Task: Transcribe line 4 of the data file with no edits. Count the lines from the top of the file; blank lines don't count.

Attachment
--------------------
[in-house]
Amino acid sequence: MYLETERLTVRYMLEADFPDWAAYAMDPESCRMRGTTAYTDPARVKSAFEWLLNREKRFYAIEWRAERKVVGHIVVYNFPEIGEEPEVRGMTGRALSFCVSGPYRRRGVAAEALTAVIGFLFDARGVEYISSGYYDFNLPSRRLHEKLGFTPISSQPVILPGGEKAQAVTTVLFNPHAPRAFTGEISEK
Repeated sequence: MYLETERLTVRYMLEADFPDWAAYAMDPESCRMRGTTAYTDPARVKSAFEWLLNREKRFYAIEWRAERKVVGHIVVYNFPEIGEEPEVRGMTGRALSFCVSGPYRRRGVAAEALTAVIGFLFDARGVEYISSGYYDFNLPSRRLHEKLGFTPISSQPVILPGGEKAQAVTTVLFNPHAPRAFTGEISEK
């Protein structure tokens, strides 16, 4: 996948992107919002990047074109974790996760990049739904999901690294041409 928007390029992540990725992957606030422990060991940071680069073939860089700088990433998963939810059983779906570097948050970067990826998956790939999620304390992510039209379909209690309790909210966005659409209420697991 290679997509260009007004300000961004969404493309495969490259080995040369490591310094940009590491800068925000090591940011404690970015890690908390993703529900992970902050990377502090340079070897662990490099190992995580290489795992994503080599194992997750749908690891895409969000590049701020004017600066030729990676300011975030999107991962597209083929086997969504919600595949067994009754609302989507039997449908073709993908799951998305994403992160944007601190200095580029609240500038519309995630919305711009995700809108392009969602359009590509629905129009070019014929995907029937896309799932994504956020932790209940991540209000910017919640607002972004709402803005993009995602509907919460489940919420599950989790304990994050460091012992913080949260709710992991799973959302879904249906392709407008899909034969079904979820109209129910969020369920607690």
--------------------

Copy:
């Protein structure tokens, strides 16, 4: 996948992107919002990047074109974790996760990049739904999901690294041409 928007390029992540990725992957606030422990060991940071680069073939860089700088990433998963939810059983779906570097948050970067990826998956790939999620304390992510039209379909209690309790909210966005659409209420697991 290679997509260009007004300000961004969404493309495969490259080995040369490591310094940009590491800068925000090591940011404690970015890690908390993703529900992970902050990377502090340079070897662990490099190992995580290489795992994503080599194992997750749908690891895409969000590049701020004017600066030729990676300011975030999107991962597209083929086997969504919600595949067994009754609302989507039997449908073709993908799951998305994403992160944007601190200095580029609240500038519309995630919305711009995700809108392009969602359009590509629905129009070019014929995907029937896309799932994504956020932790209940991540209000910017919640607002972004709402803005993009995602509907919460489940919420599950989790304990994050460091012992913080949260709710992991799973959302879904249906392709407008899909034969079904979820109209129910969020369920607690």